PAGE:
Invasive Weed Management

Goats eating cape ivy

The California Invasive Plant Council (Cal-IPC) defines invasive plants as plants that are not native to an environment, and once introduced, they establish, quickly reproduce and spread, and cause harm to the environment, economy or human health. Cal-IPC has an Inventory which categorizes these plants that threaten California’s natural areas. The Inventory includes plants that currently cause damage in California (invasive plants) as well as “Watch” plants that are at a high risk of becoming invasive in the future.

Cape Ivy

Cape ivy, an invasive weed brought from South Africa, is a perennial vine that climbs over riparian vegetation, forming a solid cover that blocks light and smothers plant communities.

Coastal San Luis Resource Conservation District (CSLRCD) has been battling this invasive plant for years on property the CSLRCD owns called Chorro Flats. In 2019, we made some headway by adding goat grazing to the mix, which allows us the ability to manage more ground.

Partners:

U.S. Fish & Wildlife Service

Funders:

National Resource Conservation Service

RCD Contact:

Lindsay Ringer, lringer@coastalrcd.org

Iceplant

Invasive Iceplant is treated in Morro Dunes Natural Preserve.

Iceplant is a coastal perennial herb native to the coast of South Africa, where the climate is similar to that of coastal California. It was introduced by the Coast Guard and CalTrans and planted along roads and beaches in the mid 1900s. Iceplant spreads easily, and it has become invasive in coastal California. When established, it forms a large, thick mat that outcompetes all other native plants and alters the soil composition by increasing salinity.

CSLRCD works with State Parks & Recreation to assist with their iceplant eradication program on Morro Dunes Natural Preserve, Montaña de Oro State Park. The Preserve is a sandpit, approximately four-miles long and bordered by the Pacific Ocean to the west and the Morro Bay Estuary to the east. In the foredunes, Iceplant can spread rapidly and cover the bare sandy areas used as nesting habitat for the Western Snowy Plover, a species federally listed as threatened. Other displaced species include native dune scrub vegetation and Morro Shoulderband Snail, federally listed as endangered.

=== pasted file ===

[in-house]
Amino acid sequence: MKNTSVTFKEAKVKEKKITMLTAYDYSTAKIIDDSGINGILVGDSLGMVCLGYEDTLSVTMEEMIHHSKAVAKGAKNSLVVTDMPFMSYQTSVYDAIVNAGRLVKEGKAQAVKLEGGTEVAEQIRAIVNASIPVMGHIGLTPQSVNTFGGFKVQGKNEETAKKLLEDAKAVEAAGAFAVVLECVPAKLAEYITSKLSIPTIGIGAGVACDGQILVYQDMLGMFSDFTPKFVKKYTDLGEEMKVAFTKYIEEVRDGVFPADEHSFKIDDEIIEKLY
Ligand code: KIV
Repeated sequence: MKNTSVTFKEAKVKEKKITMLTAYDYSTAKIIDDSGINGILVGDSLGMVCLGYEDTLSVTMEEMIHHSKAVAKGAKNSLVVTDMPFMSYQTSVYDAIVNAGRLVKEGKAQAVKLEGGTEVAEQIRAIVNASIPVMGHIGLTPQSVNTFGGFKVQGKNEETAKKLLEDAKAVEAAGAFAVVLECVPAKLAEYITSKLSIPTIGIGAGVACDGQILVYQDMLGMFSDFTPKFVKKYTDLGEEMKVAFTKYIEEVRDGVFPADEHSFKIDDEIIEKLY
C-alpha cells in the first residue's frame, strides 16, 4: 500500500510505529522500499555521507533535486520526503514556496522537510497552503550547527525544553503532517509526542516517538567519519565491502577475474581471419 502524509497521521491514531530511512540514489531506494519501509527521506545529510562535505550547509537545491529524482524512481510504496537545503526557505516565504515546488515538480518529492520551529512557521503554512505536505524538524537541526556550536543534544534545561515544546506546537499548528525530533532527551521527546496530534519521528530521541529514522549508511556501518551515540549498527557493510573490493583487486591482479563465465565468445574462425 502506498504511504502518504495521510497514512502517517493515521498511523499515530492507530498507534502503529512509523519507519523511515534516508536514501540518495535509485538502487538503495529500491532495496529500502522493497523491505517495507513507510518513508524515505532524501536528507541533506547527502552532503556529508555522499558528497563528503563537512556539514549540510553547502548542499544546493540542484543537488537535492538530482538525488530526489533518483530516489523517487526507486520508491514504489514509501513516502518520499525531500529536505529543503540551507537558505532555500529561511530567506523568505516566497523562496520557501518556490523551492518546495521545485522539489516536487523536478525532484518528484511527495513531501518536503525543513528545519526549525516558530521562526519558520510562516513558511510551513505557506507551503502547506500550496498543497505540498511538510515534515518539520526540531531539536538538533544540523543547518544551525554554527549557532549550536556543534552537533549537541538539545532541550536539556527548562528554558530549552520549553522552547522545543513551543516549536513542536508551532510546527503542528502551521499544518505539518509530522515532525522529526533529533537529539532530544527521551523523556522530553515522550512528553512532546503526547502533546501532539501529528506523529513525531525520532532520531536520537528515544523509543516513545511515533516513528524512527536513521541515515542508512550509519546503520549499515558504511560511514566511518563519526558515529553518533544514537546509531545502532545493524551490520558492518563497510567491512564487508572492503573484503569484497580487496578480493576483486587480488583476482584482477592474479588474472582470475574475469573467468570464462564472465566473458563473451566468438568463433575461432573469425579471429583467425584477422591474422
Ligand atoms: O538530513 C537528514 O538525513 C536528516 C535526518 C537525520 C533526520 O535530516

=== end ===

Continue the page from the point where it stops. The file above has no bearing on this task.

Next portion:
Partners:

CA Dept. of Parks & Recreation, San Luis Obispo Coast District

Funders:

CA Dept. of Parks & Recreation, San Luis Obispo Coast District

Morro Bay National Estuary Program

RCD Contact:

Lindsay Ringer, lringer@coastalrcd.org

Russian wheatgrass

Russian wheatgrass

Russian wheatgrass is a nonnative plant in California; it was introduced from elsewhere and naturalized in the wild. Its only known locations in the state are in the Oceano Dunes complex and South San Francisco.

CSLRCD works with State Parks & Recreation in the Oceano Dunes to eradicate this invasive plant. According to the California Invasive Plant Council, there is a high risk of this plant becoming invasive in California. The Wildlife Conservation Board is funding a coordinated effort to eradicate nonnative invasive weeds located at wetland and upland sites in Santa Barbara and San Luis Obispo counties. Four other invasive plants are included along with the Russian wheatgrass—Canada thistle, Dalmatian toadflax, Sea lavender and Japanese dodder. Since 2015, CSLRCD has worked to eradicate 95 percent of the Russian wheatgrass on the Oceano Dunes.

Partners:

CA Dept. of Parks & Recreation, Oceano Dunes District

California Invasive Plant Council

Upper Salinas-Las Tablas Resource Conservation District

Cachuma Resource Conservation District

Funders:

California Wildlife Conservation Board

CA Dept. of Parks & Recreation, Oceano Dunes District

RCD Contact:

Mark Skinner, mskinner@coastalrcd.org

Veldtgrass

Aerial treatment of veldtgrass
Aerial treatment of veldtgrass

Veldtgrass (Ehrharta calycina) is a perennial grass native to South Africa and was first introduced to California in the early 20th century. It spreads rapidly and is known to outcompete native grasses and herbs in dune habitats. Since its introduction, it has sprawled across much of Guadalupe and Montaña de Oro.

CSLRCD works with various partners to control veldtgrass on the Guadalupe-Nipomo Dunes and to protect and enhance naturally occurring populations of the federally endangered Nipomo lupine. The methods include winter herbicide treatment via helicopter, with follow-up hand-spraying crews outside the lupine cores. Successful habitat enhancement and expansion of the Nipomo lupine may include selective hand removal of dune scrub, scarification of Nipomo lupine seeds to speed germination, out-plantings and other measures.

Partners:

CA Dept. of Parks & Recreation, Oceano Dunes District

Land Conservancy of San Luis Obispo County

U.S. Fish & Wildlife Service

CA Dept. of Fish & Wildlife Service

Federal Fish and Wildlife Foundation

Funders:

A settlement with Union Oil Company of California (“Unocal”) provides “Restoration Funds” for the restoration of natural resources on the Guadalupe-Nipomo Dunes (National Fish and Wildlife Foundation is the trustee of these funds).

RCD Contact:

Lindsay Ringer, lringer@coastalrcd.org

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